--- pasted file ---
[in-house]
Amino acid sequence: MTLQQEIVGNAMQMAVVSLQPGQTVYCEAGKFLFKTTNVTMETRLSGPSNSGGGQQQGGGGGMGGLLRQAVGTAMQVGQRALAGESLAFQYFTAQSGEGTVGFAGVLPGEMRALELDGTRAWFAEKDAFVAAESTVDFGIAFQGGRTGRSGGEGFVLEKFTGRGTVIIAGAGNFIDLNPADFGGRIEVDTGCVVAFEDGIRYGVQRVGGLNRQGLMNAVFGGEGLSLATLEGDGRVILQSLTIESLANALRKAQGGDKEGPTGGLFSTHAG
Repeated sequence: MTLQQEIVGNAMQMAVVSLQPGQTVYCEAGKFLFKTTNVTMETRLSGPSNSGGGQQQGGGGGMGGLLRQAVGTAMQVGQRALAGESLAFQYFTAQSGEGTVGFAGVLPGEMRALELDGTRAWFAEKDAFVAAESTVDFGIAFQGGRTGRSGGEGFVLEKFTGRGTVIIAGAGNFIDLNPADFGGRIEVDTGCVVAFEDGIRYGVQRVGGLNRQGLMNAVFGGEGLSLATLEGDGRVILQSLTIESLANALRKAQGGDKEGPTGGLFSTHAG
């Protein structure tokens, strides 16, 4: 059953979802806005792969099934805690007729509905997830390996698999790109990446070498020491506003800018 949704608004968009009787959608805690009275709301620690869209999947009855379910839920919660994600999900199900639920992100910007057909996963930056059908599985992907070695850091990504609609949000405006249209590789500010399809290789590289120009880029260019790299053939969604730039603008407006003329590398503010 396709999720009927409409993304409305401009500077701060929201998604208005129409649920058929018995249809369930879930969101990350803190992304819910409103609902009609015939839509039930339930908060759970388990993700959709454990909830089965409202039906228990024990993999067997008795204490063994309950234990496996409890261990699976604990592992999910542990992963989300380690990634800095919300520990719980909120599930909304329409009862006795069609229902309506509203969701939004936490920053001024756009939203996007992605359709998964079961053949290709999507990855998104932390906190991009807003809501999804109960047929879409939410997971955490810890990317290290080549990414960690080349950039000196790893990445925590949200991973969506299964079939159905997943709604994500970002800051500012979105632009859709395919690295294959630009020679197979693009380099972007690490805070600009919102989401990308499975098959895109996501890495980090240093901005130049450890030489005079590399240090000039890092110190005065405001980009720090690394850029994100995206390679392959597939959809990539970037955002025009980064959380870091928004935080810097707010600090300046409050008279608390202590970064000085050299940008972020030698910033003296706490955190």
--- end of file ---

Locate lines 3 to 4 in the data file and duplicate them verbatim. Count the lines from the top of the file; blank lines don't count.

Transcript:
Repeated sequence: MTLQQEIVGNAMQMAVVSLQPGQTVYCEAGKFLFKTTNVTMETRLSGPSNSGGGQQQGGGGGMGGLLRQAVGTAMQVGQRALAGESLAFQYFTAQSGEGTVGFAGVLPGEMRALELDGTRAWFAEKDAFVAAESTVDFGIAFQGGRTGRSGGEGFVLEKFTGRGTVIIAGAGNFIDLNPADFGGRIEVDTGCVVAFEDGIRYGVQRVGGLNRQGLMNAVFGGEGLSLATLEGDGRVILQSLTIESLANALRKAQGGDKEGPTGGLFSTHAG
């Protein structure tokens, strides 16, 4: 059953979802806005792969099934805690007729509905997830390996698999790109990446070498020491506003800018 949704608004968009009787959608805690009275709301620690869209999947009855379910839920919660994600999900199900639920992100910007057909996963930056059908599985992907070695850091990504609609949000405006249209590789500010399809290789590289120009880029260019790299053939969604730039603008407006003329590398503010 396709999720009927409409993304409305401009500077701060929201998604208005129409649920058929018995249809369930879930969101990350803190992304819910409103609902009609015939839509039930339930908060759970388990993700959709454990909830089965409202039906228990024990993999067997008795204490063994309950234990496996409890261990699976604990592992999910542990992963989300380690990634800095919300520990719980909120599930909304329409009862006795069609229902309506509203969701939004936490920053001024756009939203996007992605359709998964079961053949290709999507990855998104932390906190991009807003809501999804109960047929879409939410997971955490810890990317290290080549990414960690080349950039000196790893990445925590949200991973969506299964079939159905997943709604994500970002800051500012979105632009859709395919690295294959630009020679197979693009380099972007690490805070600009919102989401990308499975098959895109996501890495980090240093901005130049450890030489005079590399240090000039890092110190005065405001980009720090690394850029994100995206390679392959597939959809990539970037955002025009980064959380870091928004935080810097707010600090300046409050008279608390202590970064000085050299940008972020030698910033003296706490955190």